I already went through a wild goose chase in the bus station, and decide I’m not going to do it all over the city, so then I decide to change my plans and take the train to Klang instead. Walking to the train station, I pass some buses parked by the side of the road. I notice the sign on one – SEREMBAN! The last guy actually was right. I hop on and I’m on my way. After arriving into Seremban, which just still seems like a big city, though not as hectic or big as Kuala Lumpur, I look at my guidebook and decide to take another local bus to Kuala Pilah, a smaller town.

An hour later, I’m in the town of Kuala Pilah. But – the first hotel I go to (one of two listed in the guidebook) is full! They said there was some kind of “program” going on this weekend? They tried to phone the other hotel but just got a busy signal. I try to set off on foot to find this other place, and an hour later – passed it by accident as they didn’t have a clear sign! Also, asked a local who said it was down the hill, and NOT that place… So walked right by it, down the hill, asked a local at the bottom – it’s up there! Grrr… Got there finally. The woman at reception had the phone purposely off the hook, beeping away. Of course they’re full. She phones every other hotel in the small town, and they’re all full. Great. Just great.

By this point I’m sweating (and swearing) profusely, so I sit down and have a soya milk in their bar. Look in the guidebook – a resort seemed to be a short taxi ride away from the town? Tried phoning ahead this time – but the number wasn’t in service? I ask the bar staff, and they said the resort closed down! Good thing I checked! At this point I’m not having too much confidence in my guidebook.

Kuala Pilah – worth the effort?

Bussed back to Seremban, and found an okay room at Sun Yun Lik Hotel – a bit smoky, but clean sheets – run by a nice, elderly Chinese couple. I think I’m the only one staying in the hotel, and so far I haven’t seen a single (foreign) tourist since leaving KL. With a roof over my head, I went off in search of some dinner. I think constantly eating small portions has shrunk my stomach – I had half of my bowl of rice, a teeny piece of chicken (mostly bones), and 6 of 10 chicken satays, and leaving the restaurant I could barely walk! Stomach is shrunken but I’m no skinnier myself.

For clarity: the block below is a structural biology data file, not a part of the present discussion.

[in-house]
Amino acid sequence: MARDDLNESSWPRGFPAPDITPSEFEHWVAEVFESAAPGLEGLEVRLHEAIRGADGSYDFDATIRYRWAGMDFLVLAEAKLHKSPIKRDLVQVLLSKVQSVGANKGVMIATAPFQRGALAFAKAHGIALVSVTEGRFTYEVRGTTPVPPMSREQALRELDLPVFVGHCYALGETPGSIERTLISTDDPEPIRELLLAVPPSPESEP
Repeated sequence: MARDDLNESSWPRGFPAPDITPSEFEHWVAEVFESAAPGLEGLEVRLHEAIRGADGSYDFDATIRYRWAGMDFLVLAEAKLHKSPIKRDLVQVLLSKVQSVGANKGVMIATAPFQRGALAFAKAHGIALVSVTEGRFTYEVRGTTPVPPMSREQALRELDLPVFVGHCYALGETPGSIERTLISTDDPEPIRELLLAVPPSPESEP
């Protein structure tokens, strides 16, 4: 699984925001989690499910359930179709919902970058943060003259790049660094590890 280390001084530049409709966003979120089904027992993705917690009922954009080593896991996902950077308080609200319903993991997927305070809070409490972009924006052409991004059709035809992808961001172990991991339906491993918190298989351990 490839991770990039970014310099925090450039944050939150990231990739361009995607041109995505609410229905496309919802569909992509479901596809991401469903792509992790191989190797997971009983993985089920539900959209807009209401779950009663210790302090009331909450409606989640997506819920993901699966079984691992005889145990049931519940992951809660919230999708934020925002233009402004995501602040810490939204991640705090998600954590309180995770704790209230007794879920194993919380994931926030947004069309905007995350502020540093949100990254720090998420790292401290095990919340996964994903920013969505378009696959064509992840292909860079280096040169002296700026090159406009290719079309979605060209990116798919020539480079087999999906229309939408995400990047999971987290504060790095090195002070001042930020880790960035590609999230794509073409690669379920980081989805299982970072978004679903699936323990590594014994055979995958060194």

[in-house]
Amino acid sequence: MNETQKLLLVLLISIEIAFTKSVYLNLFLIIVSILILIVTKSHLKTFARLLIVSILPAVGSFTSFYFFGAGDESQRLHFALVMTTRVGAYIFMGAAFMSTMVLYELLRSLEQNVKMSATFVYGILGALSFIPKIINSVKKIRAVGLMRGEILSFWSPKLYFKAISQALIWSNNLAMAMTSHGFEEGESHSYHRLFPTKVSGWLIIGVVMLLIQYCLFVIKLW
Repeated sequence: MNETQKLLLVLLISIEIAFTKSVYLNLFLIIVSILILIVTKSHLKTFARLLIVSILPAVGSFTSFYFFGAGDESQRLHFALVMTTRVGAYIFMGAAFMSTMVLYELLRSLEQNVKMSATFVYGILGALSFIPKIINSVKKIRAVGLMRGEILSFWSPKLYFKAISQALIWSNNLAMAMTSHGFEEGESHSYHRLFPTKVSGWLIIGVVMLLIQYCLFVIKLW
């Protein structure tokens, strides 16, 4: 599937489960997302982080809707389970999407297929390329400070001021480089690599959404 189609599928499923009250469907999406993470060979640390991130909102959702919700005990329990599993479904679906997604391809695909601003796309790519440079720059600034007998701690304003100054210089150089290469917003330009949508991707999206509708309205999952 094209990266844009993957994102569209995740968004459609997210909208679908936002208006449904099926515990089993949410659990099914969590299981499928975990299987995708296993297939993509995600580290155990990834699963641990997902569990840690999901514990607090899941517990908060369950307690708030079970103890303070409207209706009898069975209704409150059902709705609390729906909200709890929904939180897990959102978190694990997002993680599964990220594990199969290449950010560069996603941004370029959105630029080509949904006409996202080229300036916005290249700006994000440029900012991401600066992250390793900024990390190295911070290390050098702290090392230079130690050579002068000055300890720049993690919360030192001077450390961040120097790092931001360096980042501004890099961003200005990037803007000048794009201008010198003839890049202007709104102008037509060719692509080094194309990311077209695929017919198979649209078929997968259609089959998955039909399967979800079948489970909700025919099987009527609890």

Trying to make the best of what vacation I have left now, though honestly I wish I was elsewhere – Thailand, Cambodia, India, China, Vietnam, Laos, anywhere! – rather than Malaysia. KL itself wasn’t too interesting – they have a Chinatown and a Little India, but after already having been in China, Hong Kong, Bangladesh and India already this trip, my reaction is – meh. I’ve also been to Singapore as well, which is pretty similar, except cleaner, with better infrastructure, better food, and better shopping. The massage I had in KL was also pretty underwhelming and expensive at the same time – their interpretation of a Japanese Shiatsu massage feels an awful lot like a painful Thai or Chinese massage. From the photos I’ve seen of Malaysia, it looks like East Malaysia is the place to visit for nature – treks, Mt. Kinabulu and spectacular diving (though the particular region is a bit unstable).

Maybe it’s a good thing that I’m wrapping up my travels since I seem to be easily irritated by small annoyances. I still think that I have the energy to travel elsewhere, just not Malaysia. Nolan flies out to Kuala Lumpur on Wednesday, where we’ll meet up for my last few days of travel in Asia. Until then, I’ll be headed wherever I can get a bus ticket and a hotel room…

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2 thoughts on “Maybe time for a break?

  1. Word. I understadn your frustrations. I’m not a huge fan of Malaysia. I’ve seen on tv here in Vietnam that tonight is the MTV Asia Awards coming from Malaysia. Not like you care. haha. I did a homestay in Malaysia, sort of. My cousin is living the Malay life (married to a local guy and living in a town named Cherating on the eastern coast).